We got back on track after the showers passed. We parked the vehicle near the edge of PILA and set out on an ochre-colored trail that squished under our feet thanks to the amount of organic matter in the soil; it soon narrowed and grew rocky. As we climbed, it became clear that humans were not the only ones using the trail: the wet ground was marked with hoof prints, and Pittí confirmed that cows graze inside the park. Their presence is not only contrary to the spirit of a protected area, but they damage the ecotourism trails. Our boots sunk into the muck, and the increasing altitude made it even harder to pick up our feet. The cries of someone driving the animals reached our ears, and we had to step off the trail in self-defense.
Cattle are not the only threat here; there is a long tradition of coffee-growing in the Chiriquí highlands, and one of the most sought-after coffees in the world is in fact grown here, but the plantations in the Jurutungo area continue to expand, bringing with them logging and reduced biodiversity.
Nonetheless, the problems facing PILA have not yet robbed it of any of its beauty: lianas drape from the trees, and the panoramas of mosses, lichens, and fungi repeat in an infinite series of harmonious tones. The forest creates fairy-tale plays of light and shadow, and the trunks appear to be engraved with the faces of humans, gnomes, and animals.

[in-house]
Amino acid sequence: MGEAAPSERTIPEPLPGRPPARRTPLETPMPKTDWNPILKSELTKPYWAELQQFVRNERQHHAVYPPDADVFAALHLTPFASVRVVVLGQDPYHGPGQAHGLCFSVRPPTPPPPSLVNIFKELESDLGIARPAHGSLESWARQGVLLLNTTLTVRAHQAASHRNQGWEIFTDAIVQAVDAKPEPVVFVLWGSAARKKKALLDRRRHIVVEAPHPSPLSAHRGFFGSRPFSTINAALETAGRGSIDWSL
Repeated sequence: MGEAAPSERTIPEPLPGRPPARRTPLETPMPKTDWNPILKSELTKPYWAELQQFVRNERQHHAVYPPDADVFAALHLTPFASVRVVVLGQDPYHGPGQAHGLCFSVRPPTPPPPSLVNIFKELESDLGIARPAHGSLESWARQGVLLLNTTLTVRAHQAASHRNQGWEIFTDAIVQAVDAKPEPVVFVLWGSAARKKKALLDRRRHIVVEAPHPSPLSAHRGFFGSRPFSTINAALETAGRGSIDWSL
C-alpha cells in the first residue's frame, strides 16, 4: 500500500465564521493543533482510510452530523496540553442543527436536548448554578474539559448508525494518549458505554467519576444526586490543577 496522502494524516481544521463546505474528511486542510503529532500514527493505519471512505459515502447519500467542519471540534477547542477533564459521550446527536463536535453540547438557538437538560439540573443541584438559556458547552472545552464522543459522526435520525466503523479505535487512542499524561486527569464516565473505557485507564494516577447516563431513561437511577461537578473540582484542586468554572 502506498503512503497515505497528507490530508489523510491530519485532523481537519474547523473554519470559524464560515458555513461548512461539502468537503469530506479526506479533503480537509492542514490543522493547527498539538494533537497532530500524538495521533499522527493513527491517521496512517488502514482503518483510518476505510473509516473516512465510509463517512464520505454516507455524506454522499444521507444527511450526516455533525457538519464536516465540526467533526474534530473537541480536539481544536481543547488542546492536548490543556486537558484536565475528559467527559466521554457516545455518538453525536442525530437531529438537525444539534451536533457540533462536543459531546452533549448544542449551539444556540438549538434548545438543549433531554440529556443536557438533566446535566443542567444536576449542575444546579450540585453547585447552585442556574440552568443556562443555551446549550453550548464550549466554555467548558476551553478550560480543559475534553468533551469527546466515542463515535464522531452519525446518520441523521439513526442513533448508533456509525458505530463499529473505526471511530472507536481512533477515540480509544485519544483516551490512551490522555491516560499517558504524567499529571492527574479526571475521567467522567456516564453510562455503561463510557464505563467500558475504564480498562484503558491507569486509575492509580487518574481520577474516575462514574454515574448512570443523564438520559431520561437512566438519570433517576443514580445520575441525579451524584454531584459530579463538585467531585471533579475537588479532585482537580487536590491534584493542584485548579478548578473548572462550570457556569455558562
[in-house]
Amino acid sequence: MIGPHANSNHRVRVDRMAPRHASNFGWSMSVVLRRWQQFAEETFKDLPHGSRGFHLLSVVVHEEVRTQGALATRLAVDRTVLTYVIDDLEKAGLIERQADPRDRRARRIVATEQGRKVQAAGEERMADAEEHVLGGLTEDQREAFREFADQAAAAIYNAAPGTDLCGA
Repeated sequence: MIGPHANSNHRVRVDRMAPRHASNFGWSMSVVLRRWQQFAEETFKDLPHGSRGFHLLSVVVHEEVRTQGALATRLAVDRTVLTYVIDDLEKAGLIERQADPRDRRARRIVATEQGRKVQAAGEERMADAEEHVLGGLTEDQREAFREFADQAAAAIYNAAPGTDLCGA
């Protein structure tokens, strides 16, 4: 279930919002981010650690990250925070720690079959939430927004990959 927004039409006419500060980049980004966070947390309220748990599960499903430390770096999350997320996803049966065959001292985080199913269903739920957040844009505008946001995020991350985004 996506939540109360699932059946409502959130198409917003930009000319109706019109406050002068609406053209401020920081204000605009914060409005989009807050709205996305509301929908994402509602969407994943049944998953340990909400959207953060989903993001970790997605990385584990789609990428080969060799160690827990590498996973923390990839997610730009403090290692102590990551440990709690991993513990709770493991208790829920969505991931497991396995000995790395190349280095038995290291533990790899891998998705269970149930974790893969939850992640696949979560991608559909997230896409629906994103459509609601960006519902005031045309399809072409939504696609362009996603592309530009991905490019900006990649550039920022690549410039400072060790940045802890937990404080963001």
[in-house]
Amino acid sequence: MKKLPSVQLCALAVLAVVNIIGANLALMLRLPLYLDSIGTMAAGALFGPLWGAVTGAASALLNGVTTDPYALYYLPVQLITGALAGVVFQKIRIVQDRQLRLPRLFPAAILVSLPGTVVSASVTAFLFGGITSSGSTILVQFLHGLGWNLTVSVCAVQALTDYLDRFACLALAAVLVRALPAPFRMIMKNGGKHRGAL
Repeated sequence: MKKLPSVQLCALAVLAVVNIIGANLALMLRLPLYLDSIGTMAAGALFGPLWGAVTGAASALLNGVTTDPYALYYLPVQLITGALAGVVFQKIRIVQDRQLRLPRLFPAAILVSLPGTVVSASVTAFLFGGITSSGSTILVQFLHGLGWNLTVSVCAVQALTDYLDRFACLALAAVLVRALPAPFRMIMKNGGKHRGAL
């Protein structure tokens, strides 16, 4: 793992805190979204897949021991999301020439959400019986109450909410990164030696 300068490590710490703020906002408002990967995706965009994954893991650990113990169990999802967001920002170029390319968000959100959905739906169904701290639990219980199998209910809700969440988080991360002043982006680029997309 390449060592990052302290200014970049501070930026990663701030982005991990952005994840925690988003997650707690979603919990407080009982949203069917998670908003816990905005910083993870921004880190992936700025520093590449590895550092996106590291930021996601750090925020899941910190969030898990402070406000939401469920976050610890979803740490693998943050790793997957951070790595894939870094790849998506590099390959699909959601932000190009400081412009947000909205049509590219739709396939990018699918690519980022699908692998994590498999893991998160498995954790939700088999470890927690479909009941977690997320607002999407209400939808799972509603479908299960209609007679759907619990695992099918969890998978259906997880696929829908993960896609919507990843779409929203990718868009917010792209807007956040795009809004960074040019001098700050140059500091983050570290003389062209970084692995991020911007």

Birds of all sizes and colors hop and twitter here and there, although the quetzal chooses to remain out of sight. Everything is beautiful and exciting, but the 7500-foot altitude weighed heavily on your lowland author, whose legs refused to obey and whose head was about to explode. Pittí patiently explained: “I’m not going to lie to you —we still have quite a ways to go. We’re heading up there, where you see that cloud floating by, and the road gets even worse.”
Curiously, this provoked a realization that I absolutely could not make it. I think I only made it back (another hour and a half) with the help of fairies and sprites.
How to Get There
Copa Airlines offers two forty-five minute flights per day to the city of David in Chiriquí, west of Panama City. In Chiriquí you can rent a car or take a bus (Río Sereno route) from the Transport Terminal. You can meet Félix Pittí at the Senafront (Border Control) post in Santa Clara. For further information, call 6518 6118 (Félix Pittí) or 6541 3215 (Cledis Pittí).
Where to Stay
The La Amistad Eco-Lodge rents single- or multi-bed rooms for twelve dollars per person. There is a kitchen and meals can also be ordered.